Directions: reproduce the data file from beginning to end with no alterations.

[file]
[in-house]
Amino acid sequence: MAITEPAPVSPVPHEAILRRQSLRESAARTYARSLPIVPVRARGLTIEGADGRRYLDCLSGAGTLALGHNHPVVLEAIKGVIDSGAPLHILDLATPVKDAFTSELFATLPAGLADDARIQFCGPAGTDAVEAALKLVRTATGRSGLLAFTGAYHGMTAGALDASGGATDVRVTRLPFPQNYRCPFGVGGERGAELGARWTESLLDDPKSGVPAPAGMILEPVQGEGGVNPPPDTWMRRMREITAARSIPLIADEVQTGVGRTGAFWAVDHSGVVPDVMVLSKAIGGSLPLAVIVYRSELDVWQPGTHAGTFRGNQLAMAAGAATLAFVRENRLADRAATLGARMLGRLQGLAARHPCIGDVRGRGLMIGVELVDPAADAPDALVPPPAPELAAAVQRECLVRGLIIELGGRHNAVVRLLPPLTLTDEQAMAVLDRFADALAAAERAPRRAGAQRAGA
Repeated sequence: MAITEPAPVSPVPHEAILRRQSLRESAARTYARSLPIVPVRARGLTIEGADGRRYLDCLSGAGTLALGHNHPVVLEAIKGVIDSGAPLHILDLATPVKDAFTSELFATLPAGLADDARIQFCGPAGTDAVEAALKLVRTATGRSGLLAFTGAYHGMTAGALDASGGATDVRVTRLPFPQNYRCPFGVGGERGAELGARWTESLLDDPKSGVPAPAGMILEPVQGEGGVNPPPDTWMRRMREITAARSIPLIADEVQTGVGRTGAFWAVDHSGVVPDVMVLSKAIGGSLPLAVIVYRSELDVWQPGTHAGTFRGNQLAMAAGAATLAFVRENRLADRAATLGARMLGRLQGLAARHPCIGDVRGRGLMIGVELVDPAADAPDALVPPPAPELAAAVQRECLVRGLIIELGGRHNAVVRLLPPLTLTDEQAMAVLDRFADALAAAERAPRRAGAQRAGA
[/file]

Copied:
[in-house]
Amino acid sequence: MAITEPAPVSPVPHEAILRRQSLRESAARTYARSLPIVPVRARGLTIEGADGRRYLDCLSGAGTLALGHNHPVVLEAIKGVIDSGAPLHILDLATPVKDAFTSELFATLPAGLADDARIQFCGPAGTDAVEAALKLVRTATGRSGLLAFTGAYHGMTAGALDASGGATDVRVTRLPFPQNYRCPFGVGGERGAELGARWTESLLDDPKSGVPAPAGMILEPVQGEGGVNPPPDTWMRRMREITAARSIPLIADEVQTGVGRTGAFWAVDHSGVVPDVMVLSKAIGGSLPLAVIVYRSELDVWQPGTHAGTFRGNQLAMAAGAATLAFVRENRLADRAATLGARMLGRLQGLAARHPCIGDVRGRGLMIGVELVDPAADAPDALVPPPAPELAAAVQRECLVRGLIIELGGRHNAVVRLLPPLTLTDEQAMAVLDRFADALAAAERAPRRAGAQRAGA
Repeated sequence: MAITEPAPVSPVPHEAILRRQSLRESAARTYARSLPIVPVRARGLTIEGADGRRYLDCLSGAGTLALGHNHPVVLEAIKGVIDSGAPLHILDLATPVKDAFTSELFATLPAGLADDARIQFCGPAGTDAVEAALKLVRTATGRSGLLAFTGAYHGMTAGALDASGGATDVRVTRLPFPQNYRCPFGVGGERGAELGARWTESLLDDPKSGVPAPAGMILEPVQGEGGVNPPPDTWMRRMREITAARSIPLIADEVQTGVGRTGAFWAVDHSGVVPDVMVLSKAIGGSLPLAVIVYRSELDVWQPGTHAGTFRGNQLAMAAGAATLAFVRENRLADRAATLGARMLGRLQGLAARHPCIGDVRGRGLMIGVELVDPAADAPDALVPPPAPELAAAVQRECLVRGLIIELGGRHNAVVRLLPPLTLTDEQAMAVLDRFADALAAAERAPRRAGAQRAGA